Doris Rosenthal: Desire and Repose | KCET
Doris Rosenthal: Desire and Repose
I went the other day to Fullerton (not so far from where I live) to the Muckenthaler Cultural Center, the home (in 1924) of the Muckenthaler family, built on the brow of a long ridge from which the Muckenthalers could have seen miles of citrus groves and the steel-blue Pacific below and beyond.
The "Orange Empire" is tract houses now. The sea is not nearly as present from the tiled steps in front of the house, which became a museum in the 1960s and event space as well, known for garden weddings as art shows. I went there to see an exhibition of paintings -- mostly her personal collection -- by Doris Rosenthal. The exhibition will be up until April 4.
Doris Rosenthal (ca.1895-1971) had been one of the most successful painters in the United States in the 1940s, profiled in Life magazine in 1943, her works widely discussed and collected, and something of a celebrity for her daring. She tramped on her own in southern Mexico with only her sketchbooks, paints, and easel. A woman in her early 50s, Jewish, and living in conservative rural Mexico for months at a time, and recording her immersion in the daily life of remote villages.
Rosenthal's notes suggest that few if any of her subjects had posed before. Some had never seen a painter at work or even met an Anglo woman. She laughingly wrote later that she had to claim to be a Hollywood talent scout to get the demure girls of one village to pose. (That kind of pitch is a part of the Los Angeles story, too.)
Although Rosenthal was understood in her own time (and perhaps held in less esteem) as a painter of domestic scenes -- a woman at a hand-cranked sewing machine in the exhibition is beautifully rendered -- there's a great deal more beyond genre and scene in Rosenthal's paintings at the Muckenthaler.
Rosenthal's bravery -- and her sense of humor -- arrives triumphantly in one painting. In the courtyard of an inn (grandly named Gran Hotel Paris), muleteers are harnessing horses and pack mules at dawn. A row of military rifles leans against the hotel railing; there may be bandits. At the edge of the scene, framed by light in the courtyard's gateway, Rosenthal rides in on a burro, straight-backed, white-haired, an artist's palette an incongruous shield in her hand, another Boadicea (or maybe Don Quixote).
The 25 or so paintings (and even more lithographs) at the Muckenthaler have a romantic story of their own -- traveling a rough journey from Oaxaca after Rosenthal's death, to storage in Hawai'i and back to the mainland. (Some of this shows even after careful restoration of the paintings.)
Romance complicates these paintings, just as romance complicates (and often obscures) the stories told of southern California. The lure of exoticism gets mixed in too. Los Angeles stood in relationship to Boston at the turn of the 20th century as Oaxaca did to Los Angeles fifty years later. "Semi-tropical" Los Angeles and tropical Mexico have connections through the images of desire they manifested, beginning in Rosenthal's childhood in Riverside and early training in Los Angeles.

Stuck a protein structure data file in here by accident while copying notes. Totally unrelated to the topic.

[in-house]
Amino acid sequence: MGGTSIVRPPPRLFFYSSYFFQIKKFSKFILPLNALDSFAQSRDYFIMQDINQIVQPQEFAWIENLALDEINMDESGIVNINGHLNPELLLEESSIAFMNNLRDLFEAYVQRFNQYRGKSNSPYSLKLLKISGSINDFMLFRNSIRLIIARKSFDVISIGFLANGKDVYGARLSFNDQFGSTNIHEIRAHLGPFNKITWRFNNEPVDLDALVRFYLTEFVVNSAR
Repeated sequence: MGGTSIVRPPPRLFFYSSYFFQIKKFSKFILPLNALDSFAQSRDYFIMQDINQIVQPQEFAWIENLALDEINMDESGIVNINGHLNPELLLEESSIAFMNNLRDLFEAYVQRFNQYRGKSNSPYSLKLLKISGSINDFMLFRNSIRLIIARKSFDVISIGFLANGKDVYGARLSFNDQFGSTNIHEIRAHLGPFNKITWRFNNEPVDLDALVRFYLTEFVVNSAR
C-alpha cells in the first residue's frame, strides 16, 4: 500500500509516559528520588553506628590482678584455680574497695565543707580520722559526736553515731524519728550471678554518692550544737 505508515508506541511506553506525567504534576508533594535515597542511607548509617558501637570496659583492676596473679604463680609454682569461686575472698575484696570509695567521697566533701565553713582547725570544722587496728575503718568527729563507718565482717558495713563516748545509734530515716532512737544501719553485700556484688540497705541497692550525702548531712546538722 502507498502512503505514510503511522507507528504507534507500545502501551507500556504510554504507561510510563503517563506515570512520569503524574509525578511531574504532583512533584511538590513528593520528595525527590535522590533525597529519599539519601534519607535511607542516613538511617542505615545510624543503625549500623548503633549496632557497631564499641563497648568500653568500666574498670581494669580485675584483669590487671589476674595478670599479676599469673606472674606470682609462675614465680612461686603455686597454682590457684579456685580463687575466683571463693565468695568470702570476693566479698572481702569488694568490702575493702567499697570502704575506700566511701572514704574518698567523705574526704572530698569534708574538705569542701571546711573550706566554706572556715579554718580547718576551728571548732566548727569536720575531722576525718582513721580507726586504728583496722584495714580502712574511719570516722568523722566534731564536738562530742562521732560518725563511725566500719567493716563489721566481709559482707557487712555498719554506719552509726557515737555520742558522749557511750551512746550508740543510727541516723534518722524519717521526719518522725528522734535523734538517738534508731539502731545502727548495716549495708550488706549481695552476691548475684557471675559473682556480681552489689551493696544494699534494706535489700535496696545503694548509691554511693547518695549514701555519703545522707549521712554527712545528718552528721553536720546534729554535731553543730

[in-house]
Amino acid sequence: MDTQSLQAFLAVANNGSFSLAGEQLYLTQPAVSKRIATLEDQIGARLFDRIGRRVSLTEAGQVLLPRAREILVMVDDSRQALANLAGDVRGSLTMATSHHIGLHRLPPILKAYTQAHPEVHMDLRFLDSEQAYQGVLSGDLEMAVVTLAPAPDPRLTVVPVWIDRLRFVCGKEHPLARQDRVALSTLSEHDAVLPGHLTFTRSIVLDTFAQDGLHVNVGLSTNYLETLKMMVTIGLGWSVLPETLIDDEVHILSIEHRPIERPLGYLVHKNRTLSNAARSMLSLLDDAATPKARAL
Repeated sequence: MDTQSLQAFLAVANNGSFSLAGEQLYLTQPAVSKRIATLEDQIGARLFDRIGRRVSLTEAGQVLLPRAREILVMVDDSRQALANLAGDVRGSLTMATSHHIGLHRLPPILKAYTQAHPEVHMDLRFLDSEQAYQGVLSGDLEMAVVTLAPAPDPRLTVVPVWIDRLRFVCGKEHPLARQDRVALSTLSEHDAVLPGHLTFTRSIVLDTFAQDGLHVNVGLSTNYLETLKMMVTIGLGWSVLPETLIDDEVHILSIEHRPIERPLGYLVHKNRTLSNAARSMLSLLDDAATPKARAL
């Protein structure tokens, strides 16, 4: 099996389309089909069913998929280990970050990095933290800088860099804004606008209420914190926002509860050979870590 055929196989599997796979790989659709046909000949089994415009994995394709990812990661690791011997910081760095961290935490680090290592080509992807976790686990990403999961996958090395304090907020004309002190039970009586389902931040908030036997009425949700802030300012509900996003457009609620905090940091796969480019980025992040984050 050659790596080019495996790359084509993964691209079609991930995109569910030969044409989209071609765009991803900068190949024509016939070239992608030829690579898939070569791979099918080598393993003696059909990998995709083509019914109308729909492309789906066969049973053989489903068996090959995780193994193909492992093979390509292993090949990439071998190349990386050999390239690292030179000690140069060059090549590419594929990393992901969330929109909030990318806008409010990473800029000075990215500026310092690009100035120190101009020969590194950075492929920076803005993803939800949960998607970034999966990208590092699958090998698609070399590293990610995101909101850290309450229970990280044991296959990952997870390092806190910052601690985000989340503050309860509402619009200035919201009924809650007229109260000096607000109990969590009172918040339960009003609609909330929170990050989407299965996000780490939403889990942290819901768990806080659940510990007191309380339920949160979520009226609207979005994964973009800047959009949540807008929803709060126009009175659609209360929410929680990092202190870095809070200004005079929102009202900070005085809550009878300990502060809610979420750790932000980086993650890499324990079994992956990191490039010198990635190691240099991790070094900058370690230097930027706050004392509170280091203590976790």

In Rosenthal's paintings -- seen through 21st century sensibilities -- some of the desire can seem like appropriation, even though Mexican artists before and after Rosenthal painted the same sort of village scenes. Some of the desire seems like Gauguin's European "tropicalism" -- an outsider's regard for the southern and humid and uncultivated -- even though Rosenthal also drew scenes from big city life that are as frankly sensual.
Interpreters of Southern California have wandered into the same complications of desire. If most middle- and working-class immigrants came here because there were jobs to be found and the climate was better than Davenport, Iowa, some immigrants did come because they were lured by images much like Doris Rosenthal's.
Not all of the paintings Rosenthal kept around her were domestic -- or even domesticated. Some of them, from this side of the canvas at least, are evocations of heat, languor, and erotic possibility.
Rosenthal's reclining women -- some sleeping, unaware; others regarding the painter -- are knowing variations on the odalisques that Matisse painted in the south of France in the 1920s, when Rosenthal was completing her training in Paris. That Rosenthal's paintings of women lying at leisure, bathing in a stream, or posed full length on a balustrade were done by a woman painter extends the complications even further.
The best of Rosenthal's paintings and lithographs at the Muckenthaler are technically accomplished, seductively beautiful, and problematic. The pictures delight but they also challenge the viewer to consider the uses of romance and exoticism and -- for me, at least -- the ways in which the beautiful and the seductive have been put to use in creating an image of Los Angeles.
Not long ago, Los Angeles was America's city of tropical languor, bodies in repose, and promise. Doris Rosenthal captured that lush sensibility along with its many uncertainties.
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